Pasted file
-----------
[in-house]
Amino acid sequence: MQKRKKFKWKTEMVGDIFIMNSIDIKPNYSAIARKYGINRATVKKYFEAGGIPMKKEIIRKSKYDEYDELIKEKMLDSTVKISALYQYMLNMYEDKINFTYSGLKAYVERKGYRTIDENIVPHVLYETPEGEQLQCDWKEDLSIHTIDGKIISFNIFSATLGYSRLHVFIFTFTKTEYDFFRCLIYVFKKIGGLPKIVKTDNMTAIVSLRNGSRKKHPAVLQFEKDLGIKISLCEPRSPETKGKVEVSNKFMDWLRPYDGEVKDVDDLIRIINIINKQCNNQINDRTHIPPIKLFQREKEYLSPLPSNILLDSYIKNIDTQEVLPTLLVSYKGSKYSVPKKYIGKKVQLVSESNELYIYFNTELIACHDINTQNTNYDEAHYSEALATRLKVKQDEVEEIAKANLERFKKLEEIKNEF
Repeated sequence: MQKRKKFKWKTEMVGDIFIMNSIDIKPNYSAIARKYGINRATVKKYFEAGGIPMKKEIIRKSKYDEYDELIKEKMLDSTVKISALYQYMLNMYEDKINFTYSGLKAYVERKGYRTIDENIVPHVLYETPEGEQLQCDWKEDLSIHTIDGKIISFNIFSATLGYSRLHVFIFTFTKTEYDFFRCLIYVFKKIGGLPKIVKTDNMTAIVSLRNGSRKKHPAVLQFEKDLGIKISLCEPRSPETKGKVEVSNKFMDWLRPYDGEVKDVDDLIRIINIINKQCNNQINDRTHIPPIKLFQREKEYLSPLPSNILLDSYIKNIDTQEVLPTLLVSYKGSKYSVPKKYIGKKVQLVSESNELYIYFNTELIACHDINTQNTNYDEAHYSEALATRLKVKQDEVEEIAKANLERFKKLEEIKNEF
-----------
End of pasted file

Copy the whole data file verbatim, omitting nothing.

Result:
[in-house]
Amino acid sequence: MQKRKKFKWKTEMVGDIFIMNSIDIKPNYSAIARKYGINRATVKKYFEAGGIPMKKEIIRKSKYDEYDELIKEKMLDSTVKISALYQYMLNMYEDKINFTYSGLKAYVERKGYRTIDENIVPHVLYETPEGEQLQCDWKEDLSIHTIDGKIISFNIFSATLGYSRLHVFIFTFTKTEYDFFRCLIYVFKKIGGLPKIVKTDNMTAIVSLRNGSRKKHPAVLQFEKDLGIKISLCEPRSPETKGKVEVSNKFMDWLRPYDGEVKDVDDLIRIINIINKQCNNQINDRTHIPPIKLFQREKEYLSPLPSNILLDSYIKNIDTQEVLPTLLVSYKGSKYSVPKKYIGKKVQLVSESNELYIYFNTELIACHDINTQNTNYDEAHYSEALATRLKVKQDEVEEIAKANLERFKKLEEIKNEF
Repeated sequence: MQKRKKFKWKTEMVGDIFIMNSIDIKPNYSAIARKYGINRATVKKYFEAGGIPMKKEIIRKSKYDEYDELIKEKMLDSTVKISALYQYMLNMYEDKINFTYSGLKAYVERKGYRTIDENIVPHVLYETPEGEQLQCDWKEDLSIHTIDGKIISFNIFSATLGYSRLHVFIFTFTKTEYDFFRCLIYVFKKIGGLPKIVKTDNMTAIVSLRNGSRKKHPAVLQFEKDLGIKISLCEPRSPETKGKVEVSNKFMDWLRPYDGEVKDVDDLIRIINIINKQCNNQINDRTHIPPIKLFQREKEYLSPLPSNILLDSYIKNIDTQEVLPTLLVSYKGSKYSVPKKYIGKKVQLVSESNELYIYFNTELIACHDINTQNTNYDEAHYSEALATRLKVKQDEVEEIAKANLERFKKLEEIKNEF